From the Marathon at 1530 local time to the 200m final at 2010, Saturday’s action on the eighth day of the IAAF World Championships in Moscow’s Luzhniki Stadium looks to be a quality affair all the way through.
Let’s get the big one out of the way right up front: Usain Bolt is running.
The 200m final will be the final event of Saturday evening, and though Bolt cruised through qualifying on Friday with the slowest first round win and then leading home the slowest semifinal, he’s been the man to beat in this race ever since he won at the London 2012 Olympic Games.
USA’s Curtis Mitchell and British teenager Adam Gemili were impressive in qualifying, running 19.97 and 19.98 respectively, but none looked as relaxed and untroubled in advancing as Bolt. In fact, both Mitchell and Gemili’s marks were personal bests.
With ‘only’ a 9.77 in the 100m, few expect a record from Bolt at twice that distance, but a third World Championships gold at 200m, let alone a third consecutive, would be unprecedented. Nobody has ever won more than two.
Australia’s defending champion Sally Pearson dominated her qualifying heat of the 100m Hurdles, and clearly is ready to race.
However, she may face a strong challenge from the only athlete to run faster than her in the heats, USA’s Brianna Rollins, who delivered a scorching 12.55 performance three heats after Pearson.
Rollins has been one of the fastest hurdlers this year, but has also had a longer season, so the face-off between the two may make one of the more intriguing races of the event.
Defar’s path open
With Tirunesh Dibaba’s victory in the 10,000m, some thought the Ethiopian federation might enter her in the 5000m. Instead the path is open for 2007 World champion Meseret Defar to regain her title, which has for four years been the property of Kenya’s Vivian Cheruiyot.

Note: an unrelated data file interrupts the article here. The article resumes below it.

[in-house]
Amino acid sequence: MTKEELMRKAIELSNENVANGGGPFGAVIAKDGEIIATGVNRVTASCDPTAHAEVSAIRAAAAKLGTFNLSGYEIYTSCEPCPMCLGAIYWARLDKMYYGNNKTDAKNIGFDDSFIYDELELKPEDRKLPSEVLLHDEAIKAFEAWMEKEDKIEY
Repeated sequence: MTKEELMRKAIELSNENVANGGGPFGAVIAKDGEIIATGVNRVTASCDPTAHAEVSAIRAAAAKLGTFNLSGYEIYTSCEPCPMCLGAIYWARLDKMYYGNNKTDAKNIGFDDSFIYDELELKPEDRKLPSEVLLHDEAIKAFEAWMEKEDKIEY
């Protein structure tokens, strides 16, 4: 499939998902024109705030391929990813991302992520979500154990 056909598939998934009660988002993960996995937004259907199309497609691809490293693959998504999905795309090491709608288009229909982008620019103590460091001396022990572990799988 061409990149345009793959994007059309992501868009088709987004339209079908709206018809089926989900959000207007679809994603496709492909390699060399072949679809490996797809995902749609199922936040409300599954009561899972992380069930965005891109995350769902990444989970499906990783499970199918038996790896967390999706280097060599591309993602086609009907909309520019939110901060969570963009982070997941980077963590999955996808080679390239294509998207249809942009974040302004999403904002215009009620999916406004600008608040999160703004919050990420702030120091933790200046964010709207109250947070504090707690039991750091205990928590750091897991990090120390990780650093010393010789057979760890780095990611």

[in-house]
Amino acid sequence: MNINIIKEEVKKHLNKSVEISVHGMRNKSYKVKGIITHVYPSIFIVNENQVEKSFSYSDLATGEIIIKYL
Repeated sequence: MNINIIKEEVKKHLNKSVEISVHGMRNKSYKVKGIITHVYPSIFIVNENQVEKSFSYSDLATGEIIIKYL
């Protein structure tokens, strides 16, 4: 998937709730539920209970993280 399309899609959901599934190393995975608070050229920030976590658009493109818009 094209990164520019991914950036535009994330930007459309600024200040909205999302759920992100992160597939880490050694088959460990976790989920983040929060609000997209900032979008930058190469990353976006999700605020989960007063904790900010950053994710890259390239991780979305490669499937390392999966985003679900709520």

Defar’s best competition may come from two athletes who advanced from the other qualifying heat from hers, Kenya’s Mercy Cherono and Ethiopia’s Almaz Ayana.
Kicking off the afternoon with a 1530 start, the men’s Marathon will use the same riverside loop course that the women did.
Expect the Kenya-Ethiopia rivalry to be on full display.
Ethiopia’s big names include the 2013 London Marathon champion and 2008 Olympic Games medalist Tsegay Kebede and young star Lelisa Desisa, while Kenya brings sub-2:06 fire power with Bernard Koech and Peter Some.
Chicherova out to hit the heights
Defending women’s High Jump champion Anna Chicherova looks to be in good position to retain that title from the dozen other women hoping to challenge in that final.
What’s more, Chicherova may be able to lead an unprecedented sweep of the medals by Russia, as the Olympic champion is accompanied by the highly rated London bronze medallist Svetlana Shkolina and their team mate Irina Gordeeva.
The challenge is most likely to come from US champion and 2012 Olympic Games silver medallist Brigetta Barrett, who cleared a 2013 world-leading 2.04m when winning her national title in June; but Barrett has had a long season and struggled in qualifying.
Three athletes topping the competition is a tall order but if the Russians can pull it off, it will be a historic feat.
The USA team won their qualifying heat in the women’s 4x400m Relay heats, but the excitement came in heat three, where Russia and Jamaica staged what amounted to a duel to the death.
Russia won in 3:23.51, over a second-and-a-half faster than the USA’s qualifier, while Jamaica were ultimately disqualified for a lane violation, so the final now appears to be a battle between the USA, Russia, and the quartet from Great Britain which won with relative ease in the second heat.
Tarabin the local Javelin favorite
The men’s Javelin has a strong local interest in Dmitri Tarabin, the 2013 world leader with the 88.84m that he threw to win at the Russian championships last month.
Among those hoping to challenge Tarabin are Czech Republic’s Viteslav Vesely and Finland’s Tero Pitkamaki.
An Interesting finalist but not expected to challenge for a medal is Julius Yego, the first Kenyan finalist in this event, but then how many people expected Keshorn Walcott - who crashed out in Thursday’s qualifiers - to win the Olympic title for Trinidad and Tobago 12 months ago?
Russian favorites in the throws have drawn strong fan response in previous sessions, so the Javelin is likely to be as loud as the High Jump.
Parker Morse for the IAAF